Bitcoin, Crypto, Gold

If the crypto-currency Bitcoin proves its worth in this coronavirus crisis, we are on the verge of a revolution in the monetary system.

We are currently facing an historic watershed. The next few months will show how institutional investors will react in the medium term to the countless rescue packages in the wake of the coronavirus crisis. One thing is clear: governments and central banks have their backs to the wall. The powder is already shot at the beginning of the crisis. Should investors lose confidence in the measures taken, the consequences would be far more dramatic than a short-term stock market crash.

The first big test for Bitcoin

No one can predict today what our monetary system will look like in the future, but the history of money has always been characterized by sometimes radical system changes. The historically and in their extent unique interventions in the free market might in retrospect mean the beginning of the end of our present monetary system with its fiat currencies “created from nothing”.

Bitcoin as “digital gold” and escape currency? This is more true than ever: Bitcoin was created in 2008 in response to the financial crisis – the current chaos on the global financial markets is thus the first major test of its ability to assert itself as an alternative and new asset class. But when liquidity is needed, as it is now, everything is sold – especially risky assets. John Bollinger, the inventor of the so-called Bollinger Bands, a technical indicator, rightly noted that in crisis situations investors “sell everything that can somehow be sold”, and only after assets have been turned into cash will they invest in crisis-proof assets such as gold.

Escape into “hard money”

In contrast to state currency guardians, who (not only since the coronavirus) have been trying with one avalanche of money after another to ensure a “still functioning market” (and thus pervert this idea), Bitcoin’s pricing is regulated solely by supply and demand, without any intermediaries being able to influence it directly. Bitcoin is limited in quantity (to exactly 21 million units), which means that, unlike classic fiat money, no more of it can be printed at will. Through a complex but clearly predefined process, new Bitcoin is “dug” in the same way as other commodities such as gold, i.e. the amount of newly available Bitcoin is not changeable by anyone.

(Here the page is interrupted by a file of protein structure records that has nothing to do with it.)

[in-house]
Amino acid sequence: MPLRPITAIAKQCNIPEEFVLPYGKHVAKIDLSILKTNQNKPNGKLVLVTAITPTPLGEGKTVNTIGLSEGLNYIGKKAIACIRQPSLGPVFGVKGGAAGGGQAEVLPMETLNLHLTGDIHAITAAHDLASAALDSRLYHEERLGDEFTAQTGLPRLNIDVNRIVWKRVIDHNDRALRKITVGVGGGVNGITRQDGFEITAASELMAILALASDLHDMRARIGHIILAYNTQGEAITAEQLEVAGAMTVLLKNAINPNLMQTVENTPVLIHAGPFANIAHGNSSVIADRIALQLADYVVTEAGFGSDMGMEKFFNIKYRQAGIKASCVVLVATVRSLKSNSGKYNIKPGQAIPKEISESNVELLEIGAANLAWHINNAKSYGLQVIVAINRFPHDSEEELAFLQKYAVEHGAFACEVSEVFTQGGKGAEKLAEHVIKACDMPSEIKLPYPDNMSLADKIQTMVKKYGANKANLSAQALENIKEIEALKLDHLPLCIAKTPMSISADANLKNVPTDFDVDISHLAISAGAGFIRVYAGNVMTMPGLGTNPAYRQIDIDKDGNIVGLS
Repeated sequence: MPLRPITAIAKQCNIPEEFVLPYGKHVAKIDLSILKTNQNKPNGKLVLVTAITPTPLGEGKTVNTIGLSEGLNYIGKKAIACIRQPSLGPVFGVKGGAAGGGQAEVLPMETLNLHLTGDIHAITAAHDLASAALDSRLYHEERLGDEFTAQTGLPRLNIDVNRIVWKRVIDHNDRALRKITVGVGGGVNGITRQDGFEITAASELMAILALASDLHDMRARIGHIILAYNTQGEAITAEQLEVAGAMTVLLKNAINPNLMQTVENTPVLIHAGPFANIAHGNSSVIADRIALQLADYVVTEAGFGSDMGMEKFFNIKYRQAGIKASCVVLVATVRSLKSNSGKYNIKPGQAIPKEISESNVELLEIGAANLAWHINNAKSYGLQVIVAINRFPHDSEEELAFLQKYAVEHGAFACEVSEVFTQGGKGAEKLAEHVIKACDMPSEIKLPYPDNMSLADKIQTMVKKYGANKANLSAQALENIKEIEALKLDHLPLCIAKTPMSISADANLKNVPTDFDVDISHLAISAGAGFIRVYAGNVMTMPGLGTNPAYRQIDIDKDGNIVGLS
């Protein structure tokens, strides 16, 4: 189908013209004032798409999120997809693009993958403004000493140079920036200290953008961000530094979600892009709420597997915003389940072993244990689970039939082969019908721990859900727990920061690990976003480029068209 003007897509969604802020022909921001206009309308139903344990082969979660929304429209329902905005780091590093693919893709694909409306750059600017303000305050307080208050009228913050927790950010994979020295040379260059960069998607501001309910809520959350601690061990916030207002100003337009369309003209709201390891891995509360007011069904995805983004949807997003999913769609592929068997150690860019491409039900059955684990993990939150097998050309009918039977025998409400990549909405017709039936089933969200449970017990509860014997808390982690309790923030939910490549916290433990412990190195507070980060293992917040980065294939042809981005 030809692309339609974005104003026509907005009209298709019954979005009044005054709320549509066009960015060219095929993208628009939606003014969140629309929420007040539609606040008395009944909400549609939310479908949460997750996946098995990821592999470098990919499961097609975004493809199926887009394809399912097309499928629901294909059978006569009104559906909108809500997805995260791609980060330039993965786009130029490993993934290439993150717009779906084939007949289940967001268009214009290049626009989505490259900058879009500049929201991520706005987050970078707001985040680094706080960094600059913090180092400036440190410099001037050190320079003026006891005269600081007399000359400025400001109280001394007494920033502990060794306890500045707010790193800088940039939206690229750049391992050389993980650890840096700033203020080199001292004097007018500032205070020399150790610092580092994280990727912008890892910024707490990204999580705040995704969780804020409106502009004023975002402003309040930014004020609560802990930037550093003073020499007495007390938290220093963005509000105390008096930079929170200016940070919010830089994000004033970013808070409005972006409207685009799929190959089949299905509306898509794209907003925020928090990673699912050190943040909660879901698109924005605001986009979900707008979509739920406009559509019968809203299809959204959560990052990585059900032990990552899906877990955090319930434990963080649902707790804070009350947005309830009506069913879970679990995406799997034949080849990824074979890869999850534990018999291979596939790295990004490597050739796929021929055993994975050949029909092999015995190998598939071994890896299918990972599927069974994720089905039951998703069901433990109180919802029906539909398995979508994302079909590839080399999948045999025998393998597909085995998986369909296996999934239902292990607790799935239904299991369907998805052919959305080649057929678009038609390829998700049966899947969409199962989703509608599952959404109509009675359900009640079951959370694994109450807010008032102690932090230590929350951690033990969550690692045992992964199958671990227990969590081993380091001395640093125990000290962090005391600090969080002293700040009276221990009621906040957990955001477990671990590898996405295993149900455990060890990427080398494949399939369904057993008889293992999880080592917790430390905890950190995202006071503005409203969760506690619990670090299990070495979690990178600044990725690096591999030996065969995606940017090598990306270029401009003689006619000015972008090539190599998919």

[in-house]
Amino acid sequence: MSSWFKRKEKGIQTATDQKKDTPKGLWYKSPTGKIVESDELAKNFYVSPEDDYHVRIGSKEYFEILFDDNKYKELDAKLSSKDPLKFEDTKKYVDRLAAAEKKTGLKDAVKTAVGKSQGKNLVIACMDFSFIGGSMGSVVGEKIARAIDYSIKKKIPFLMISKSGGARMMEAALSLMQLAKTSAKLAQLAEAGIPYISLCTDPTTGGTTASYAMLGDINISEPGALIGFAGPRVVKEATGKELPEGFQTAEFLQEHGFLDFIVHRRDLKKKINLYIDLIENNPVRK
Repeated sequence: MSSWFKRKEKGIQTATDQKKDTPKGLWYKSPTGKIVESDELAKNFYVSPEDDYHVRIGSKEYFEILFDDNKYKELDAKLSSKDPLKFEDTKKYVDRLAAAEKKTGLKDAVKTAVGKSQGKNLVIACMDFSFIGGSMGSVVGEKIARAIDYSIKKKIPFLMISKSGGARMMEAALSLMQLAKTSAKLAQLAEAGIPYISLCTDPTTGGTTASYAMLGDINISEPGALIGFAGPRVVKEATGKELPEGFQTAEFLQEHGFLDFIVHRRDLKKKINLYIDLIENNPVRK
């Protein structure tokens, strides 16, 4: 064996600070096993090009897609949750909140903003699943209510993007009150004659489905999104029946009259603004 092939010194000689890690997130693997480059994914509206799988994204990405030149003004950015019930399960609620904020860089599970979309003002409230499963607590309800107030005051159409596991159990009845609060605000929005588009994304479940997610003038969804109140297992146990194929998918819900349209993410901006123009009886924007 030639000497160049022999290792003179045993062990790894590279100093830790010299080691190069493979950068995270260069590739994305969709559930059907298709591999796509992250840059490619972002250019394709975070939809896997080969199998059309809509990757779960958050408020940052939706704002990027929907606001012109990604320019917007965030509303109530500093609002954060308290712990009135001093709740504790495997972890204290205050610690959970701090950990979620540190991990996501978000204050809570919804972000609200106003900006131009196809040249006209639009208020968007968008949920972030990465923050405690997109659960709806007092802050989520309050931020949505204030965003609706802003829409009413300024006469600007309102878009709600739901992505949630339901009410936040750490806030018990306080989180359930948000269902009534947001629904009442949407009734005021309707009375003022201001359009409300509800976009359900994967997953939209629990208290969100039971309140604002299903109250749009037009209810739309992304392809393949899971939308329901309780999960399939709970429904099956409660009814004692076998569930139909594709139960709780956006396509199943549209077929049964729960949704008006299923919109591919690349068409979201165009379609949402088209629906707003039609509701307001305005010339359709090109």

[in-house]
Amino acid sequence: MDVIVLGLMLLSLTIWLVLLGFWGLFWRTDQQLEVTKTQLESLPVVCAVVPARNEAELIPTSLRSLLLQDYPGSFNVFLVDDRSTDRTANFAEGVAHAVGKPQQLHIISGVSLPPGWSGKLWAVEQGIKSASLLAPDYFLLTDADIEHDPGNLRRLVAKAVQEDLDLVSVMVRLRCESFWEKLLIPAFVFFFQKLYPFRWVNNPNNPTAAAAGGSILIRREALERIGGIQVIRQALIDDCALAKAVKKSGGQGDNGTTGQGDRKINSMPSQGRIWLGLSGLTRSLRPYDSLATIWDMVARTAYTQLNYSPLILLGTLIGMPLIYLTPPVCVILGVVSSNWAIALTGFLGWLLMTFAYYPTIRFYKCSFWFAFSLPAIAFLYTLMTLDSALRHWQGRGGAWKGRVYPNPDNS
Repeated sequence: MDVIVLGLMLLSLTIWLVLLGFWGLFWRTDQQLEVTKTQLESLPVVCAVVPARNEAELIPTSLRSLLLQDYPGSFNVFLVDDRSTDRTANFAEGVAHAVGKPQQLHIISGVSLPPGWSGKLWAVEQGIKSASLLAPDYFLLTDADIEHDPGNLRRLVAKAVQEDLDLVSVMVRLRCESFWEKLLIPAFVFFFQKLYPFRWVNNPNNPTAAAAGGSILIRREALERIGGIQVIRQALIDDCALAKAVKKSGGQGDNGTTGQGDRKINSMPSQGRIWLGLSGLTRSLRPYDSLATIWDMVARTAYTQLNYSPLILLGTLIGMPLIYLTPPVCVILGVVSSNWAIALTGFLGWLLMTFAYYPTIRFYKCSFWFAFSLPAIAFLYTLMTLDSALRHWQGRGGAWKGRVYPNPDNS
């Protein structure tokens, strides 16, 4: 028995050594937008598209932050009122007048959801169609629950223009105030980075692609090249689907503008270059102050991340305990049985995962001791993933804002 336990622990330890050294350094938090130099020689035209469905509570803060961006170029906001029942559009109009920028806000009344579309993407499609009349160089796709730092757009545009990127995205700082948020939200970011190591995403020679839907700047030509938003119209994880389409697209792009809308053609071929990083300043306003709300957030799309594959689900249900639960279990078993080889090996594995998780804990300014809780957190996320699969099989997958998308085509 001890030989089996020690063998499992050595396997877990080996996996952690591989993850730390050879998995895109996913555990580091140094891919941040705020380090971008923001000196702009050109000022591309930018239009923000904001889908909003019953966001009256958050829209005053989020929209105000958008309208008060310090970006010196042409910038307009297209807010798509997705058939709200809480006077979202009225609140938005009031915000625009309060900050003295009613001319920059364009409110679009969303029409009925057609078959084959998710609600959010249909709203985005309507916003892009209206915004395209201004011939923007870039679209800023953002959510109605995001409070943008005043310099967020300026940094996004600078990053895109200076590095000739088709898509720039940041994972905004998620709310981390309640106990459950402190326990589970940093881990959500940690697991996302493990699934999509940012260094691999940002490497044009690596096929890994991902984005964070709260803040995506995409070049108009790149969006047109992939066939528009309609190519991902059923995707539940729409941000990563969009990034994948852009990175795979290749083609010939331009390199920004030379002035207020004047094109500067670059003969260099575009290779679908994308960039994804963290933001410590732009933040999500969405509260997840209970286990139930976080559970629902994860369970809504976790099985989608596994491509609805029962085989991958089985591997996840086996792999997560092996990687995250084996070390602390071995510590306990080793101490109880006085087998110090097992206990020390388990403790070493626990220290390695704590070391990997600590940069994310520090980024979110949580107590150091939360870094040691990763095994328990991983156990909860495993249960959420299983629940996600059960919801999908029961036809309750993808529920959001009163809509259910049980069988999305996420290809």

In probably soon hyperinflationary times, this is a clear advantage and the classic monetary system is no longer without alternatives. “Creative instruments” such as helicopter money and other interventionist measures are not possible with Bitcoin in this form, and neither politics nor (central) banks or other institutions can in any way manipulate or change the parameters of this new decentralized asset class. Moreover, as the hegemonic power of the USA is increasingly dwindling, the question of a new reserve currency will arise at some point. It is already foreseeable that Bitcoin (and other crypto-currencies) will compete with central bank digital currencies (CBDC’s). Bitcoin as the “digital world currency”? What still sounds like science fiction is actually not that far-fetched.

In the meantime, even the first institutional investors have discovered cryptographic values like Bitcoin for themselves. In times of crisis, however, these investors also withdraw their capital quickly from risky investments, and Bitcoin is currently still classified as such by the majority.

I am personally convinced that Bitcoin and other digital assets can only benefit from the current developments, which are dramatic in their long-term consequences.

This article is a guest contribution by Marc P. Bernegger and was first published in the Schweizer Monat.

Leave a Reply